February was a bumper month for PC games, wasn’t it? As if Elden Ring wasn't enough game to be getting on with, we also had strategy behemoth Total War: Warhammer 3 alongside surprise hit Lost Ark. You could argue that after a month as busy as February, we could all do with a bit of space to actually play these enormous games before we throw anything else onto our already bursting backlogs.
Sadly, I come bearing terrible news. March is yet another jam-packed month for new releases, with huge titles such as GhostWire: Tokyo and Tiny Tina’s Wonderlands threatening to tear our attention away from the wonderful Elden Ring. And that’s before I tell you about promising indie releases like Tunic and Weird West!
There's a lot to talk about, so let's not waste any more time, eh? Here are the top 10 video games launching for PC in March 2022.
If you like moving images set to words and music, you can have a watch of the video above. But, if you prefer text, then read on.
Far: Changing Tides (March 1st)
Kicking off the month we have Far: Changing Tides. The much-anticipated sequel to Far: Lone Sails (often hailed as one of 2018’s hidden gems) Changing Tides charts the adventure of a young boy and his boat as he traverses troubled waters in search of a new home. You’ll spend the majority of your time within the hold of your ship, a hulking mass of scrap metal that needs to be fixed, upgraded and refuelled in order to progress ever forwards towards your elusive goal. In our review, we slapped a Bestest Bests badge onto Changing Tides, praising the game’s painterly landscapes and hard-hitting narrative. Don’t miss it.
Shadow Warrior 3 (March 1st)
We’re living through something of a retro-shooter renaissance at the moment. On the one hand, we have games like DUSK and AMID EVIL, which aim to replicate both the visuals and mechanics of classic 90’s shooters to great effect. On the other hand, we have things like DOOM Eternal, which focus instead on modernising the design principles of classic shooters for fresh audiences. Shadow Warrior 3 falls very firmly into the latter camp, offering a visually stunning arena shooter sure to delight those who like blasting big gooey enemies with ridiculous weaponry. On a quest to stop an evil dragon (because, of course) returning protagonist Lo Wang must shoot a load of bullets and do some big swipes with his katana in order to save the world. As a huge fan of big dumb shoot-em-ups, Shadow Warrior 3 looks like my kind of thing.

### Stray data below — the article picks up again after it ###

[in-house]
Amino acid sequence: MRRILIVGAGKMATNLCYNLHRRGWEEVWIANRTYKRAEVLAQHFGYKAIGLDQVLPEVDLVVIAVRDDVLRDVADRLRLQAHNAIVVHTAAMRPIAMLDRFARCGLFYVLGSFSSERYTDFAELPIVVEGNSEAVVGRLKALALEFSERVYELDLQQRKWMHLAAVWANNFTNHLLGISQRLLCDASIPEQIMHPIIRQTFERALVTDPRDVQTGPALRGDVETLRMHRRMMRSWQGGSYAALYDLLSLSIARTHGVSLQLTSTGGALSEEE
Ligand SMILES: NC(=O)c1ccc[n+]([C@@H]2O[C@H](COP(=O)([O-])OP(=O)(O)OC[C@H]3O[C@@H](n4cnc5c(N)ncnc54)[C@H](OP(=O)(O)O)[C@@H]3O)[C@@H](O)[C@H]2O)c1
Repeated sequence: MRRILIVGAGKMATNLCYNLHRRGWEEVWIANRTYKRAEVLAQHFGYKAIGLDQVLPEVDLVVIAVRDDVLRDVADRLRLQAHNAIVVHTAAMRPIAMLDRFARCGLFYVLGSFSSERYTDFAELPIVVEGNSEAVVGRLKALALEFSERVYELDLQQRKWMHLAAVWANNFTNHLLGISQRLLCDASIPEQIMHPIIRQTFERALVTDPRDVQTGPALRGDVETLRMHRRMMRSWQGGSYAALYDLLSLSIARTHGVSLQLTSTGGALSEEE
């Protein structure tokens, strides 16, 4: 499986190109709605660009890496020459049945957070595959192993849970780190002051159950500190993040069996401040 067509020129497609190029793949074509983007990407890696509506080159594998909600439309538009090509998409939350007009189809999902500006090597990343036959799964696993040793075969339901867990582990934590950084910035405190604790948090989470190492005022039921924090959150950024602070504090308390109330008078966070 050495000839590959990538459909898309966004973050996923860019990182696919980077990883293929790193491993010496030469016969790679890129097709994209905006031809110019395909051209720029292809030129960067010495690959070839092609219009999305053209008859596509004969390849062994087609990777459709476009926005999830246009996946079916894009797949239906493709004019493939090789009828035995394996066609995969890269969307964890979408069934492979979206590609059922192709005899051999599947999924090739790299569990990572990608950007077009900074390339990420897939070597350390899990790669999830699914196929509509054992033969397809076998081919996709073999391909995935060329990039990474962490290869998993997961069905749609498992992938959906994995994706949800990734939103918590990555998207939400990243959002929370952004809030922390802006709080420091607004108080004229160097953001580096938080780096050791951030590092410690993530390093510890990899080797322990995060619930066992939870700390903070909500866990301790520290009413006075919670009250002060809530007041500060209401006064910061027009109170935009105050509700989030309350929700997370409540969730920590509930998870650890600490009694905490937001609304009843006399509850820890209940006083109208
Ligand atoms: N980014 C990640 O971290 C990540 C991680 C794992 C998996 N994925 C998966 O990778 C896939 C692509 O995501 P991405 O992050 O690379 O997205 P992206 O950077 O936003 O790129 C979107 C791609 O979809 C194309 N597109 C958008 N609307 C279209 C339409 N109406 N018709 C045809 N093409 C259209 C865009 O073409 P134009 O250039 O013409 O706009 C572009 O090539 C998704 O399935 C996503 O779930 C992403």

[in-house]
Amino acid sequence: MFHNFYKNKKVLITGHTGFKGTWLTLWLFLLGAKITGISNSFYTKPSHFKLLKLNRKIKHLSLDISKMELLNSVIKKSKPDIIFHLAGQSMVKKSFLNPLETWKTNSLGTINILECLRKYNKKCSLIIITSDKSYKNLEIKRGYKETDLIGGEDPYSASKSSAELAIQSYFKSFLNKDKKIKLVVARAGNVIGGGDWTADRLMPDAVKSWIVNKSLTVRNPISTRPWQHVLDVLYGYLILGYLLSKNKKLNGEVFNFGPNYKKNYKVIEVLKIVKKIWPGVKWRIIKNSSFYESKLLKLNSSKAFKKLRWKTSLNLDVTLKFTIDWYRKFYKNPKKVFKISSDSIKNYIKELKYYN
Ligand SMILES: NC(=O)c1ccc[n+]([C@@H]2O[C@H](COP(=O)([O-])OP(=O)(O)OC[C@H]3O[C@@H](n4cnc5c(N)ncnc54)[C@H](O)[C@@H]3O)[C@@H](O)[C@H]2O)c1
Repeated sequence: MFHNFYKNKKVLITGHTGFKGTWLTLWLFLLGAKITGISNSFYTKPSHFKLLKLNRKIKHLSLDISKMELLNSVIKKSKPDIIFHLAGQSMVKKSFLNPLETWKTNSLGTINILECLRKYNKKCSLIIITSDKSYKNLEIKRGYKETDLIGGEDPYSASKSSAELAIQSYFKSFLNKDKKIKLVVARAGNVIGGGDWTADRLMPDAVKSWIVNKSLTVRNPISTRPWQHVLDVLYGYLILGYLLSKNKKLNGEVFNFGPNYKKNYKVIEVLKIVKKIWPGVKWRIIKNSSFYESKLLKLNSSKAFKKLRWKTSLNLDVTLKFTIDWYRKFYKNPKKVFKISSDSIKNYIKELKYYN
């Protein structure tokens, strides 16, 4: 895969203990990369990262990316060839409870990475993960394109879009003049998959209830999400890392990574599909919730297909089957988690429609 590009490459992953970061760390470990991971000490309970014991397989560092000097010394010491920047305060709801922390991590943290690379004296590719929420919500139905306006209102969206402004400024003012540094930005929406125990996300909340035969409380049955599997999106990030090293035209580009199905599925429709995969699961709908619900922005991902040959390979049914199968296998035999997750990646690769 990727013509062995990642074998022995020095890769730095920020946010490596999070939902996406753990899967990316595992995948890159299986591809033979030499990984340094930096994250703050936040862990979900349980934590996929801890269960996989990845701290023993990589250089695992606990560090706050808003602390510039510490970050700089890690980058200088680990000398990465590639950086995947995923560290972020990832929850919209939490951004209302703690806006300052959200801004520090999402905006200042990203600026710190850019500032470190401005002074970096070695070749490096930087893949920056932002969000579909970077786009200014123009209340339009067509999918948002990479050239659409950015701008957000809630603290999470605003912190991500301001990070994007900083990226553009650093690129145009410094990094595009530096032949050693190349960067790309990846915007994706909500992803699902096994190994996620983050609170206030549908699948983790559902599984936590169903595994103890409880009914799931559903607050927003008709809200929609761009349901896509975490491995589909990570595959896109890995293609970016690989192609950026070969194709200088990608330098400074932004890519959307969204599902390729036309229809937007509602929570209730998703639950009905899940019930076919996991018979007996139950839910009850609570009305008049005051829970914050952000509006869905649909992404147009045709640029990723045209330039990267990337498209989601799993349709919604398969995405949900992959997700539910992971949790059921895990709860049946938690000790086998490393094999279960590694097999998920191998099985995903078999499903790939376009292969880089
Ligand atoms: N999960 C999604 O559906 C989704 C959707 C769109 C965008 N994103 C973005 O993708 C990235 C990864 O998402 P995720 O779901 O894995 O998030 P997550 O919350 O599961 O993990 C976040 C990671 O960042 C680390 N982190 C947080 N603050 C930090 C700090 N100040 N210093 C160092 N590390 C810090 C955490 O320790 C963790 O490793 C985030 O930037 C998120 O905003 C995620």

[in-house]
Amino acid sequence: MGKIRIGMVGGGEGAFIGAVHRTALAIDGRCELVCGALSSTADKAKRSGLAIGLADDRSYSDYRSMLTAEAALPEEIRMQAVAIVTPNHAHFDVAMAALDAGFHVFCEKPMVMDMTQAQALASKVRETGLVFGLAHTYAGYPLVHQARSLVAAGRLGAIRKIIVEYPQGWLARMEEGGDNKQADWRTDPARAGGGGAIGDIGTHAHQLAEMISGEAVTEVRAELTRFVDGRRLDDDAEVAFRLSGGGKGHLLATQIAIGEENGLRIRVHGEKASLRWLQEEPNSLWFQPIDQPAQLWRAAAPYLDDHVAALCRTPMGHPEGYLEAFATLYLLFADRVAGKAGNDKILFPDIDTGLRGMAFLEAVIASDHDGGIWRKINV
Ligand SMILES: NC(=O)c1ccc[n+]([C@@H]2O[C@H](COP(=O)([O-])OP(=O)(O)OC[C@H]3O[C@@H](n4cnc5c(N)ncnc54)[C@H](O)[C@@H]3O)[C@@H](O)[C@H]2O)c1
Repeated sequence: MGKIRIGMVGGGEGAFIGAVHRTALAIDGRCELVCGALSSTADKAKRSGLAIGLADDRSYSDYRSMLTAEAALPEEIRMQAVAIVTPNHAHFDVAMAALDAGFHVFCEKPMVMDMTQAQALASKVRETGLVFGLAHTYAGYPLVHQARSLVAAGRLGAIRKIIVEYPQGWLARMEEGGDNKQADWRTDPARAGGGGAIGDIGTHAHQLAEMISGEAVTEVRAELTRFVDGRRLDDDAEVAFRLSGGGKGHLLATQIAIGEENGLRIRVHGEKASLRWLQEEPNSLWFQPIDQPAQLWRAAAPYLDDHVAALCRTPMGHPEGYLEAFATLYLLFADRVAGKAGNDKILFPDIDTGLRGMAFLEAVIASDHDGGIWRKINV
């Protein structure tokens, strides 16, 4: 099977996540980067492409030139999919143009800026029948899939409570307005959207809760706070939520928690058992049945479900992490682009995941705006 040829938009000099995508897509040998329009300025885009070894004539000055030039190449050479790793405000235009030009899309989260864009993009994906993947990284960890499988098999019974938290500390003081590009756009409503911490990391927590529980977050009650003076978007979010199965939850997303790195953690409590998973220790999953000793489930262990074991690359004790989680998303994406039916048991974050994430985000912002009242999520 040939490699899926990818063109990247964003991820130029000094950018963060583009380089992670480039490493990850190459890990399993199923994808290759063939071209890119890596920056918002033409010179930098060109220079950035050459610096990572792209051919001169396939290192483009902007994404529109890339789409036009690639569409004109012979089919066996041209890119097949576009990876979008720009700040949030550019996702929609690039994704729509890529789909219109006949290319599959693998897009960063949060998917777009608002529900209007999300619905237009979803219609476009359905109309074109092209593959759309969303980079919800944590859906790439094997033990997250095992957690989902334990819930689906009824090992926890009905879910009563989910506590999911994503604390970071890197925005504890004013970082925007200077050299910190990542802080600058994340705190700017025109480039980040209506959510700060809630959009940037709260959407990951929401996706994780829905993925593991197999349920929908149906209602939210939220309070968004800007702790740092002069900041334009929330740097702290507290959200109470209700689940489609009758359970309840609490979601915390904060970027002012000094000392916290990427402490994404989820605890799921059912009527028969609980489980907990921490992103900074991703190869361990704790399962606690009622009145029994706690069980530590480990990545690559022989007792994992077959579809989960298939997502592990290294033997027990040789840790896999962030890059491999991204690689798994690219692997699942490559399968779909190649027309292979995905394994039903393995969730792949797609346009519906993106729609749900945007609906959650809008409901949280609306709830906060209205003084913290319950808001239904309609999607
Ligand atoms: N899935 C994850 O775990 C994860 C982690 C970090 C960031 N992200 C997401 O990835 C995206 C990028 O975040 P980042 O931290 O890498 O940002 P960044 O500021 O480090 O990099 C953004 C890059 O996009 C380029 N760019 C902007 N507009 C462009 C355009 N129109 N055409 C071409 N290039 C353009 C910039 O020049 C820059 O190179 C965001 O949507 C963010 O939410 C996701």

Babylon's Fall (March 3rd)
Who's it by? PlatinumGames
Where can I get it? Steam
How much is it? £60/€70/$60
Platinum’s live-service debut has been met with its fair share of scepticism since its initial reveal. Can a company that traditionally specialises in tightly designed single-player action games apply its magic to a Destiny-like format? Will their specific flavour of high-octane combat feel as spectacular when you're buddied up with three other players? Will the game’s painterly visuals help or hinder when the on-screen action undoubtedly ramps up? Only time will tell, I suppose, but I'd be lying if I said I wasn't a little hopeful. PlatinumGames rarely miss, after all. Tasked with ascending the Mythical Tower of Babel, you and up to three friends can battle baddies, unlock cool loot and master new abilities thanks to the ridiculously named “Gideon Coffin”, which is basically a supernatural backpack. Here’s hoping Platinum surprises us all when Babylon’s Fall launches on March 3rd.
Distant Worlds 2 (March 10th)
Who's it by? Code Force
Where can I get it? Steam
How much is it? £30/€38/$45
I’ll admit to not knowing too much about Distant Worlds 2, an upcoming space management sim that launches on March 10th, but smarter folks than I here at the RPS Treehouse reckon it’s shaping up to be something fans of the genre won’t want to miss. Distant Worlds 2 is one of those ridiculously massive 4X grand strategy games that give players an entire universe to conquer, either via diplomacy or by shooting massive lasers out of dinky little starships. With seven factions to choose from and 2,000 star systems to explore, it’s unlikely two games will ever be the same. But just in case, Distant Worlds 2 also allows you to fully customise everything via an in-game editing tool. Following a recent hands-on, Sin said the game was “a light in an age of shadow”, praising its fresh UI, 3D graphics and general improvements compared to its predecessor.
Tunic (March 16th)
Who's it by? Andrew Shouldice
Where can I get it? Steam
How much is it? TBD
Five long years after its original reveal, the gorgeous Tunic finally launches for PC on the 16th of March. Heavily inspired by The Legend Of Zelda, Tunic sees a tiny fox embarking on an epic quest through a mysterious land. Along the way, players will face off against huge monsters and brain-teasing puzzles in order to secure additional items, treasures and even helpful manual pages. Yes, you read that right. You see, Tunic’s in-game language is completely incomprehensible, forcing the player to piece together the game’s manual within Tunic itself in an attempt to make sense of everything that’s happening. A meta adventure inspired by Zelda and starring an adorable fox? Sign me up. I can’t wait.